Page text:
Health

Ebola returns to Sierra Leone capital after three-week gap

August 10, 2014: Soldiers man a military checkpoint on the outskirts of Kenema in the Eastern Province around 186 miles from the capital city of Freetown, Sierra Leone, as the government try to prevent the movement of people in order to stop the spread of the Ebola virus.  (AP Photo/ Michael Duff)

August 10, 2014: Soldiers man a military checkpoint on the outskirts of Kenema in the Eastern Province around 186 miles from the capital city of Freetown, Sierra Leone, as the government try to prevent the movement of people in order to stop the spread of the Ebola virus. (AP Photo/ Michael Duff)

Sierra Leone has recorded two new cases of Ebola in Freetown in the past few days, disproving the assumption that the capital city had already defeated the deadly virus, officials said on Monday.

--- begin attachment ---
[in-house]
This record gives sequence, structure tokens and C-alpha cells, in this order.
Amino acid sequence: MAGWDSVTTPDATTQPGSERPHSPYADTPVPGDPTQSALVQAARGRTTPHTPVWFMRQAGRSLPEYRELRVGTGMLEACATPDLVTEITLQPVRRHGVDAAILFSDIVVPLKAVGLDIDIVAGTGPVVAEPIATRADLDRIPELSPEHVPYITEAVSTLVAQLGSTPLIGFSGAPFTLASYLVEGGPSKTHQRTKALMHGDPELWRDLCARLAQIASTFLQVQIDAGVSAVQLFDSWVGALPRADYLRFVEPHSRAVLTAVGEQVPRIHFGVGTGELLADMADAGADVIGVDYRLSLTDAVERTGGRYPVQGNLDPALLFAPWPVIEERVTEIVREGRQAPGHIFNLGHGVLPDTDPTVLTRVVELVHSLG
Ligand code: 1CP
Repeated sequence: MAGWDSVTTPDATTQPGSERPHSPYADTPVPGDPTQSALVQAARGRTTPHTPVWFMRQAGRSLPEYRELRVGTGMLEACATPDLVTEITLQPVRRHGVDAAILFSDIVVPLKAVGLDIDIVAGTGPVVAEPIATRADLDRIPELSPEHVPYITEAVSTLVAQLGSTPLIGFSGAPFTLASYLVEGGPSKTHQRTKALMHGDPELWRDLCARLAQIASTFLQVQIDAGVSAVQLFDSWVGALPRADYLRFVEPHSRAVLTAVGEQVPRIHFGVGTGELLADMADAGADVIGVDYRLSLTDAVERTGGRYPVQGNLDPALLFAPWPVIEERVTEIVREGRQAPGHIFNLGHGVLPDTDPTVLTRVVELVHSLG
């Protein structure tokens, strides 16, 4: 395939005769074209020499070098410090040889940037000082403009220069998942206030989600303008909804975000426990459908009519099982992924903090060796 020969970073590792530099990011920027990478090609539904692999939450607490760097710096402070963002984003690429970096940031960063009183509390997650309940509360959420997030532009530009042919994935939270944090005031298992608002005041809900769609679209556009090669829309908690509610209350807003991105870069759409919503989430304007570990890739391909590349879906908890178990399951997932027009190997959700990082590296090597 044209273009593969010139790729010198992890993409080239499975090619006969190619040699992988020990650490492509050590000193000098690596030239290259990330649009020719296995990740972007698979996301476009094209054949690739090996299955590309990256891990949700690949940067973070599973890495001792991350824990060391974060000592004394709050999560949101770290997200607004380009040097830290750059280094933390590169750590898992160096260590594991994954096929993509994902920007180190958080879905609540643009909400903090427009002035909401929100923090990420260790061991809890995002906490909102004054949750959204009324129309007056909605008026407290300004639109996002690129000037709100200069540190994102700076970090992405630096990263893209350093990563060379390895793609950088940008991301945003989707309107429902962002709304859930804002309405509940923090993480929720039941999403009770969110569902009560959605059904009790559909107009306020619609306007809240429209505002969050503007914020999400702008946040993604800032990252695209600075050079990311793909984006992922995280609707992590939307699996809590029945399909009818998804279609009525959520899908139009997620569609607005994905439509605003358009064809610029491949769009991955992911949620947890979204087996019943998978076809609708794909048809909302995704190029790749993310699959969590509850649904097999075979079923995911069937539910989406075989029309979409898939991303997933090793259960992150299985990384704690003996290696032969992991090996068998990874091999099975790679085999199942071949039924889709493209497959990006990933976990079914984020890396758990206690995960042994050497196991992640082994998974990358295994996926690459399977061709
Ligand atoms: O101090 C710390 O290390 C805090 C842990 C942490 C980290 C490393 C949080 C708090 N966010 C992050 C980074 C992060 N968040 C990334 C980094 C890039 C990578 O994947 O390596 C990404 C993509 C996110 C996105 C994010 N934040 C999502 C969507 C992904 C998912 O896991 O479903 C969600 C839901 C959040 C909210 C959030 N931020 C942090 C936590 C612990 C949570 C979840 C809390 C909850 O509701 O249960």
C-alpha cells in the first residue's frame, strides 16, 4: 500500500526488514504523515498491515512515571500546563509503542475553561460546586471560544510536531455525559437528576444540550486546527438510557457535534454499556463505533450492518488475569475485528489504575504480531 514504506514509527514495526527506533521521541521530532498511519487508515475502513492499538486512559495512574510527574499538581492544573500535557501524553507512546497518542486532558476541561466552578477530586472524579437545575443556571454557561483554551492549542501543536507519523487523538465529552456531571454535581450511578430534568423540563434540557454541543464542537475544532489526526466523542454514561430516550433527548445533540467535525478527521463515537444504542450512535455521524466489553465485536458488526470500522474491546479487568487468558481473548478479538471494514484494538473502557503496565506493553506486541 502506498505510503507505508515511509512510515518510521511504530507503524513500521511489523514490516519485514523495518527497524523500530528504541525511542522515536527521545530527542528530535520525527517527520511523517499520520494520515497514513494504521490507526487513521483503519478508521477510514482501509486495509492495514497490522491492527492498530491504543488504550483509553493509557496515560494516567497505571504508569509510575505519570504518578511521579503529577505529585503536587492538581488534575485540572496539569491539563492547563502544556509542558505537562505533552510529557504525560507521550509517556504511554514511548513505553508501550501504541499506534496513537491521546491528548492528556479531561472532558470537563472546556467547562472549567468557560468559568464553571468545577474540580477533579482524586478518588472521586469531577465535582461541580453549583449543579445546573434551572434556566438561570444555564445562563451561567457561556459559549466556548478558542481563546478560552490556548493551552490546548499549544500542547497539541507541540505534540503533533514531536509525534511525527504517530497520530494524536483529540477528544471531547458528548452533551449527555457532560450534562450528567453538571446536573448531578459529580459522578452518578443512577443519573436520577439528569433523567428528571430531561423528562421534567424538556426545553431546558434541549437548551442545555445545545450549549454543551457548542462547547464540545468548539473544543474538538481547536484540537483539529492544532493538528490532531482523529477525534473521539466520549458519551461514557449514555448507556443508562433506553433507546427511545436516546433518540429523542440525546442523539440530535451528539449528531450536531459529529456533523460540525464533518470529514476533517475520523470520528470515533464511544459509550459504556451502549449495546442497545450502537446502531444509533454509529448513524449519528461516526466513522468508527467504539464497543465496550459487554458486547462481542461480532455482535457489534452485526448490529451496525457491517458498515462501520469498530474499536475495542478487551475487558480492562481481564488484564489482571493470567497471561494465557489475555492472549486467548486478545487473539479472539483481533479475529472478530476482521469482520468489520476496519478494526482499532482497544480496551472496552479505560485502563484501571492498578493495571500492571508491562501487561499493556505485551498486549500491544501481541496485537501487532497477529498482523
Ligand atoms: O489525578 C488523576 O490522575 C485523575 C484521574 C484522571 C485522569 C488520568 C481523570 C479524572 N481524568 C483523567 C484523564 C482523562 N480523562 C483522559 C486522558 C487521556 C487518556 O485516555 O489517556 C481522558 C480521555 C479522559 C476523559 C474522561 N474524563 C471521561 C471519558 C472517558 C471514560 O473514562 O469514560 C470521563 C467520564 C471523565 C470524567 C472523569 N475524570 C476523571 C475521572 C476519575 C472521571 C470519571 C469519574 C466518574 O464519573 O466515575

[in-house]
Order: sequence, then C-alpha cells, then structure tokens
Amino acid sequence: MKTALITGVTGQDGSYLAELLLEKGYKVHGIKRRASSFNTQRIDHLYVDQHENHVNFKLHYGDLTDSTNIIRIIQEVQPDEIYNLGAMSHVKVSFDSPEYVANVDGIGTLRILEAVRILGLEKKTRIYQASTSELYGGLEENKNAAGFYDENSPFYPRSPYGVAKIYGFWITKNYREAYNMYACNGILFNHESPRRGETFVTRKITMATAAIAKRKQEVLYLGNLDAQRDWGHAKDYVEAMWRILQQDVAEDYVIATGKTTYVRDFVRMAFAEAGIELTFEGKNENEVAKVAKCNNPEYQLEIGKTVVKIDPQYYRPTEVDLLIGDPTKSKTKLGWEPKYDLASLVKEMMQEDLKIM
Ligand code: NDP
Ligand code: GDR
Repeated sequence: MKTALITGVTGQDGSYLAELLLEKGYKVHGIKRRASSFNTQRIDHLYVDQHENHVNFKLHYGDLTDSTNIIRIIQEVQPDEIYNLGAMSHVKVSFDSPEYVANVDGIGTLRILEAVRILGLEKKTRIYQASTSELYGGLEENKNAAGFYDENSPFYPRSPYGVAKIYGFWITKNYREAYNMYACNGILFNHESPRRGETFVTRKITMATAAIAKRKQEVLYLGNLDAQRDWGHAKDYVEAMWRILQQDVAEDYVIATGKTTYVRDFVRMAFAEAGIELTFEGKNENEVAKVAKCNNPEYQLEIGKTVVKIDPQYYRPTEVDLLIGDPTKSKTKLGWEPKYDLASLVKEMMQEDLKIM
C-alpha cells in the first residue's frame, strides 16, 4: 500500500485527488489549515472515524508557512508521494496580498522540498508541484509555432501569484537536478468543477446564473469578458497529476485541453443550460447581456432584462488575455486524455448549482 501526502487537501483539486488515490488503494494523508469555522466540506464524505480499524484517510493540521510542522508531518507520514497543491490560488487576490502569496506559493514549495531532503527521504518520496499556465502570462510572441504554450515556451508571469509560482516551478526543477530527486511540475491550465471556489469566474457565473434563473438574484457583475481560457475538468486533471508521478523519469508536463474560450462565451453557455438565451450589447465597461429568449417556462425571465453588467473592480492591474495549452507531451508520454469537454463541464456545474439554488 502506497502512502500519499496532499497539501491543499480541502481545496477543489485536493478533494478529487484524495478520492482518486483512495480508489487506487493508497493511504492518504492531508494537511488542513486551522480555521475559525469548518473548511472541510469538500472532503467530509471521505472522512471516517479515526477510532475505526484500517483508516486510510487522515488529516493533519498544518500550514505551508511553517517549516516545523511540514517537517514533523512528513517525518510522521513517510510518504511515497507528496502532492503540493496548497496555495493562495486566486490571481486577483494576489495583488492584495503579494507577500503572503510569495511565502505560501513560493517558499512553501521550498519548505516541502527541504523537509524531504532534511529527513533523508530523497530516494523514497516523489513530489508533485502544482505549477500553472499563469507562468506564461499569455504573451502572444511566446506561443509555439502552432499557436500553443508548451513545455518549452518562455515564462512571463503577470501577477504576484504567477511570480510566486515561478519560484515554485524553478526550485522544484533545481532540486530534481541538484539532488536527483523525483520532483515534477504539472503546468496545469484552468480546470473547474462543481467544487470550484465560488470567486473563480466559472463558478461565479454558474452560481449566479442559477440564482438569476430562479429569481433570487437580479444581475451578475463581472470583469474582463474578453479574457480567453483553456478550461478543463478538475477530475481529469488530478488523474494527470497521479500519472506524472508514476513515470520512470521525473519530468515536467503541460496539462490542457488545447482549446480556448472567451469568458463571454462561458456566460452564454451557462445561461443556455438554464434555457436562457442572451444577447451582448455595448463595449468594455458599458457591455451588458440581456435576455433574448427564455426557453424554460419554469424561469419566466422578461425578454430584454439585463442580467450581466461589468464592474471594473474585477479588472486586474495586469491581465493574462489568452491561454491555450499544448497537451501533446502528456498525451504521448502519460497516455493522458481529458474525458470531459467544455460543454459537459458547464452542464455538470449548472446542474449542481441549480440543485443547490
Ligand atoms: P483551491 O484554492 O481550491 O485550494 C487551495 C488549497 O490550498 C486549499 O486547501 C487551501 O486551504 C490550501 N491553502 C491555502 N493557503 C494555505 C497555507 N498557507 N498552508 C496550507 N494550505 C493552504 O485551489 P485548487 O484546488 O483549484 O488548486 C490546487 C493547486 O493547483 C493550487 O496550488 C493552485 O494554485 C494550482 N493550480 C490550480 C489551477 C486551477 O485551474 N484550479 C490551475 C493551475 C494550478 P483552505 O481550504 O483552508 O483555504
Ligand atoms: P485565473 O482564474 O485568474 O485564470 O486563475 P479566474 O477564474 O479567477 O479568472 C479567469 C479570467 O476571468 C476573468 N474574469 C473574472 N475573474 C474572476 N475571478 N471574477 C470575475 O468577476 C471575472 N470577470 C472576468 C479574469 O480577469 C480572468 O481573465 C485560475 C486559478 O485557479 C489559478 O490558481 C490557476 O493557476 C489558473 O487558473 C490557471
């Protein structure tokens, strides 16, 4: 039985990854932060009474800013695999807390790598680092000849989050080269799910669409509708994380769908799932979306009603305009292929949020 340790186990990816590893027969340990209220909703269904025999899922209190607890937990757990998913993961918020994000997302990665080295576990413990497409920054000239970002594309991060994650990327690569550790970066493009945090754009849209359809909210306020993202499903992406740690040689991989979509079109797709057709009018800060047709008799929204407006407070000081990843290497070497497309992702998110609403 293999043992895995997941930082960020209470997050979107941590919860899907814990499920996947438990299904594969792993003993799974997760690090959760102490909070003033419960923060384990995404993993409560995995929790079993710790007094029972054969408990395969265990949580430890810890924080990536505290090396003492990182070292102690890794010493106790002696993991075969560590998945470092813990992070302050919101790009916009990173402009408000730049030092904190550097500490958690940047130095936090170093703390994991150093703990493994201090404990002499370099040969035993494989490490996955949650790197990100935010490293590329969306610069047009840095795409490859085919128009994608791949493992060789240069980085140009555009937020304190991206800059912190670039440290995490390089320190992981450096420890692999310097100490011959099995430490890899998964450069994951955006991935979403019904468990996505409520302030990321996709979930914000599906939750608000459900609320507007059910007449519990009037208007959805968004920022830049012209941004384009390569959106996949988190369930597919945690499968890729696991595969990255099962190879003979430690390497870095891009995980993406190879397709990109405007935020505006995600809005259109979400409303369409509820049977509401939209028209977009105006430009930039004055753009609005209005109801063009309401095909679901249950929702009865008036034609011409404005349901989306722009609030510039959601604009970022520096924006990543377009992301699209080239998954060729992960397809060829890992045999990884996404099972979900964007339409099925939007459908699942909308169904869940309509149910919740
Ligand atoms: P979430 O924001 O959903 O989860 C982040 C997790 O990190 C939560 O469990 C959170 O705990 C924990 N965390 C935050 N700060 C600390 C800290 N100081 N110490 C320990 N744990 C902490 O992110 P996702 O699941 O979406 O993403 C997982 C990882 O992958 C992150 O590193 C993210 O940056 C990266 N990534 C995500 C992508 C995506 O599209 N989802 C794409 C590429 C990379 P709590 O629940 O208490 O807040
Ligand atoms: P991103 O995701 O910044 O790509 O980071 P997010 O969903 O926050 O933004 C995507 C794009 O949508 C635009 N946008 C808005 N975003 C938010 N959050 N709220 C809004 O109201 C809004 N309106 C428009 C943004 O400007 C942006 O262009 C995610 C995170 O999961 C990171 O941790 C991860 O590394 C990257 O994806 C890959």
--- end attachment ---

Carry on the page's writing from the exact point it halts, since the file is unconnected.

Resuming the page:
The worst known Ebola epidemic in history has killed more than 11,000 people in West Africa, about a third of them in Sierra Leone. Liberia became Ebola-free in May, but its neighbors Sierra Leone and Guinea are still struggling to get to zero cases despite hundreds of millions of dollars in aid.

"This is worrisome because we had already closed all Ebola quarantine structures in Freetown since we had gone for weeks without a case," said Sidi Yahya Tunis, a spokesman for the National Ebola Response Centre (NERC).

Tunis said there were concerns about further infection since the two cases were reported in Magazine, a densely populated slum lacking adequate hygiene facilities.

Health officials said the first case in Freetown since May 29 was a fisherman who caught the hemorrhagic fever from his girlfriend in the northern district of Port Loko.

Shortly afterwards, a family member who lived in the same household also caught the virus. The other six cases recorded in Sierra Leone over the past week were in the northern provinces of Port Loko and Kambia, health ministry data showed.